Referencing components as functional units and not just a set of files enables developers to move components around. The component's isolation layer segregates it from its original project and makes it usable even if the structure of the receiving project is different from the original one.
An add command initiates a Bit component's lifecycle. Bit components' index is now tracking the files that comprise the component.
At this point, Bit can verify the completeness of the graph dependency of the component. Bit can also associate the component with utilities - compiler and tester - and start building and testing the component.
When a component is ready to be shared with others, the developer tags it with a version number following the semver conventions.
Bit stores the snapshot of the component's source code and can now notify on any changes that were made to it.
The developer can export a tagged version of the component to a centralized server. Organizations can have their central server or use bit.dev server for storing components.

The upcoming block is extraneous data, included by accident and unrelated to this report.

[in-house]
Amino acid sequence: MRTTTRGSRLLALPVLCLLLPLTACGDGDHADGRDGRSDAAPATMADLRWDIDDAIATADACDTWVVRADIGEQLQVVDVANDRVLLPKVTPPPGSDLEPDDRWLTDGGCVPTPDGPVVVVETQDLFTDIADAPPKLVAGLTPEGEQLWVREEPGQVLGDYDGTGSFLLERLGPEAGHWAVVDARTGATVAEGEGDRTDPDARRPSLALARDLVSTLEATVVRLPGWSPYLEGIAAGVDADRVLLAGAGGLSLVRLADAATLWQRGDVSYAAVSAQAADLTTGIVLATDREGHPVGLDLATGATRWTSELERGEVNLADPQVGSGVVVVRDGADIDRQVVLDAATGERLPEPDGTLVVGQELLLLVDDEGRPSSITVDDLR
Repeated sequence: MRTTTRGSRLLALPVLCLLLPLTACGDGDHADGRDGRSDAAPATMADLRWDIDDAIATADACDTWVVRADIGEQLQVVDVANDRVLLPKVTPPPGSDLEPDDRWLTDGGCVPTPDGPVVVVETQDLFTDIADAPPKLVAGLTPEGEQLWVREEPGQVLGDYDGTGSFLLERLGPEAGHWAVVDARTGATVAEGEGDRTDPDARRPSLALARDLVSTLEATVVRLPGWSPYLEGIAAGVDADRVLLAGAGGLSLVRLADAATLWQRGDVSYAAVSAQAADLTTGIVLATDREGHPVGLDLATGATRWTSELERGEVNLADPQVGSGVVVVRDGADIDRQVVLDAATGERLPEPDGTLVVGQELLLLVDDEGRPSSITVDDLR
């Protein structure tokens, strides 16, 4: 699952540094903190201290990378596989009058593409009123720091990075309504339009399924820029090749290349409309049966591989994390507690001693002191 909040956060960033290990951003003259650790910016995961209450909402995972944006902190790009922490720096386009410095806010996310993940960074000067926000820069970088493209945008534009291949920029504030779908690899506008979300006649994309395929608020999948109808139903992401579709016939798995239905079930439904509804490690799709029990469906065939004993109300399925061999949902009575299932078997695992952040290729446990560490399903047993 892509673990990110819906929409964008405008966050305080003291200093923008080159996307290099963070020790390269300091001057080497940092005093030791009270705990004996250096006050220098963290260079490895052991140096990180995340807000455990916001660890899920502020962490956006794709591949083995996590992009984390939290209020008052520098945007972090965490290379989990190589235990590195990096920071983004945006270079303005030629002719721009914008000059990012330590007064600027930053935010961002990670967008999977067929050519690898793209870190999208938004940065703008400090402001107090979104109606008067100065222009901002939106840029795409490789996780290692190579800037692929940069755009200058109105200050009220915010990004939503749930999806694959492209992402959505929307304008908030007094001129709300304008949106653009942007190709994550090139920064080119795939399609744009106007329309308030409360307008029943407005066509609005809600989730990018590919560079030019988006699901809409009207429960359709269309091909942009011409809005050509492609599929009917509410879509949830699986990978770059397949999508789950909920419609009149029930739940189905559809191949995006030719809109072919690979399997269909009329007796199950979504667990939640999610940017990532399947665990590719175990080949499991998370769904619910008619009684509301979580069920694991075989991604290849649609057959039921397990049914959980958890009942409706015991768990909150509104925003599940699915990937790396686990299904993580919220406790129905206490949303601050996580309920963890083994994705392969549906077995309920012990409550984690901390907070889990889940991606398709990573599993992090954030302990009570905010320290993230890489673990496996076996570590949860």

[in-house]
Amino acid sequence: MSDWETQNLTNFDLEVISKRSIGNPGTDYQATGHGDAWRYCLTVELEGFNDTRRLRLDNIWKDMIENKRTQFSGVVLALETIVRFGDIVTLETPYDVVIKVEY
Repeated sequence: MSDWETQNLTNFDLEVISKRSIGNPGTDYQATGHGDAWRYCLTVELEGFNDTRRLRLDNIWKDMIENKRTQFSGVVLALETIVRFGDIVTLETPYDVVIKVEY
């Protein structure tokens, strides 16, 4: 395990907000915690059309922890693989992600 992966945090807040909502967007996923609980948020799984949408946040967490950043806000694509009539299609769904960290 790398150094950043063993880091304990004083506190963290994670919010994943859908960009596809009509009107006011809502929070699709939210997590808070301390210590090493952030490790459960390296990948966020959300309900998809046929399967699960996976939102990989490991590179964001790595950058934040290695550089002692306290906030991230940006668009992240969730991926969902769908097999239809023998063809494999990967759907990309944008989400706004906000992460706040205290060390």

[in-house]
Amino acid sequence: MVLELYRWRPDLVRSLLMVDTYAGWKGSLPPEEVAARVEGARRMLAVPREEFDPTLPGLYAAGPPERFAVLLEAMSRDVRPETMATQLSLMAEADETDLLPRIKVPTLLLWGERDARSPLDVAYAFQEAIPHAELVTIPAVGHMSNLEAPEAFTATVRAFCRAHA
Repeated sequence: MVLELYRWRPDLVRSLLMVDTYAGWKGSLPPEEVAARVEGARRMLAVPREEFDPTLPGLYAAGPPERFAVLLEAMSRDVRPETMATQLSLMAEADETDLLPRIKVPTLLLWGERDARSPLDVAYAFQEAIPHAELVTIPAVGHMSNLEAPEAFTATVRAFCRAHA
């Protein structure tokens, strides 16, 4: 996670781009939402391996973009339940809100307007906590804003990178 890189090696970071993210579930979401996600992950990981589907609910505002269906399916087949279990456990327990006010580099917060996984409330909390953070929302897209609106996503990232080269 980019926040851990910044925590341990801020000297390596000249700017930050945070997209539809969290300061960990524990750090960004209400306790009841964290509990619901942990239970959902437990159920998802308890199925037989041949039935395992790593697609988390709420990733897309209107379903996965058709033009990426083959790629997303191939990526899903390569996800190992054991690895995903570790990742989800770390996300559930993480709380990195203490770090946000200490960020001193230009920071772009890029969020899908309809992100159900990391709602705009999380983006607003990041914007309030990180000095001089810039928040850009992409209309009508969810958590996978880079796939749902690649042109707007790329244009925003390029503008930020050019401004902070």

A component exported to bit.dev also has a playground where the user can see a live version of the component and interact with it.
Npm or Yarn installs the component, like any other package. The installed component resides in the node_modules folder.
Bit compiler built the component and generated the distribution files (e.g., the dist folder). The installed component is ready for consumption.
Developers may want to modify the component source code, for fixing a bug or changing the functionality. Developers may import the component to their project and apply their changes.
An important feature of Bit is, that even if the component is imported and changed inside the project, it still receives all the modifications made to the original component.
The updated component can now be tagged and re-exported so, the other component's consumers get the updates.